I am so at home in Dublin, more than any other city, that I feel it has always been familiar to me. It took me years to see through its soft charm to its bitter prickly kernel - which I quite like too.

Carson shortlisted for RSL Prize


Liam Carson’s Call Mother a Lonely Field (Seren/Poetry Wales Press) has been shortlisted, along with Patrick Flanery’s Absolution, Gavin Francis’s Empire Antarctica, Philip Hensher’s Scenes from Early Life, Sarah Moss’s Names for the Sea and Zadie Smith’s NW, for the 2013 Royal Society of Literature/Ondaatje Prize.

The prize, worth £10,000, is awarded annually to a work of the highest literary merit evoking the spirit of a place. For Carson, that place is Belfast, a particular Belfast and at a particular time. The book, the Irish Independent wrote,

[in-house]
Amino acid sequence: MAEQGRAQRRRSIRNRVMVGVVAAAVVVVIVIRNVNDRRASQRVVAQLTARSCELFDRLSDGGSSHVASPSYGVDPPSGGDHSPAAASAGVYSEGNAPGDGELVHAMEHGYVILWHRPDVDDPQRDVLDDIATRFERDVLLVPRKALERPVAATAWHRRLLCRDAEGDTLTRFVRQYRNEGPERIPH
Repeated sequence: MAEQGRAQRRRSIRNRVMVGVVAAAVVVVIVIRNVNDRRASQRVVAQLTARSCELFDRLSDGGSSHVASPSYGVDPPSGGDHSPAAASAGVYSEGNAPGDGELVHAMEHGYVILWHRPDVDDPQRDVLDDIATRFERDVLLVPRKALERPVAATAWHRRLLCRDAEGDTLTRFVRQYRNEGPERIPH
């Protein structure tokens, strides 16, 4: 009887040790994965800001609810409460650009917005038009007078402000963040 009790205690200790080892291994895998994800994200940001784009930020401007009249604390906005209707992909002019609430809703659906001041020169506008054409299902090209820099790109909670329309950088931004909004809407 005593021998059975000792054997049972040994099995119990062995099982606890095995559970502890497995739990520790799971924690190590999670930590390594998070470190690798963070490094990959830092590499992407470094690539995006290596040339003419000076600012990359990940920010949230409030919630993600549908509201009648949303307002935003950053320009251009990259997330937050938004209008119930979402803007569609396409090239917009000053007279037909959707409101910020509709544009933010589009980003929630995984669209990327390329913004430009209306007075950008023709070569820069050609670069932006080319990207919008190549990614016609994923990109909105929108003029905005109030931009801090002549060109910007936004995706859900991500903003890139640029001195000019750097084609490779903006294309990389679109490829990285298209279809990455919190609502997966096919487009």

celebrates both [Carson’s] parents with equal love and affection, even if there is clearly a closer bond with the mother. His father, William Carson, a postman, became entranced by the Irish language, and, self-taught, became a teacher, writer and savant, embraced the gaelic culture and way of life in an urban society with his Irish speaking wife and household.
This is the landscape mapped so mordantly by Hugo Hamilton in The Speckled People, although Carson père, or Liam MacCarráin, comes across as reasonable and paternalistic when compared with the corrosive obsessiveness of Hamilton’s father.
Carson presents the sights, the sounds, the smells, the essential character of the Falls Road of the period.There is, too, the picture of a family culturally immersed in Irish in an English-speaking environment, the children caught between conflicting cultures with constantly variable rates of exchange, but not, apparently, politically committed.

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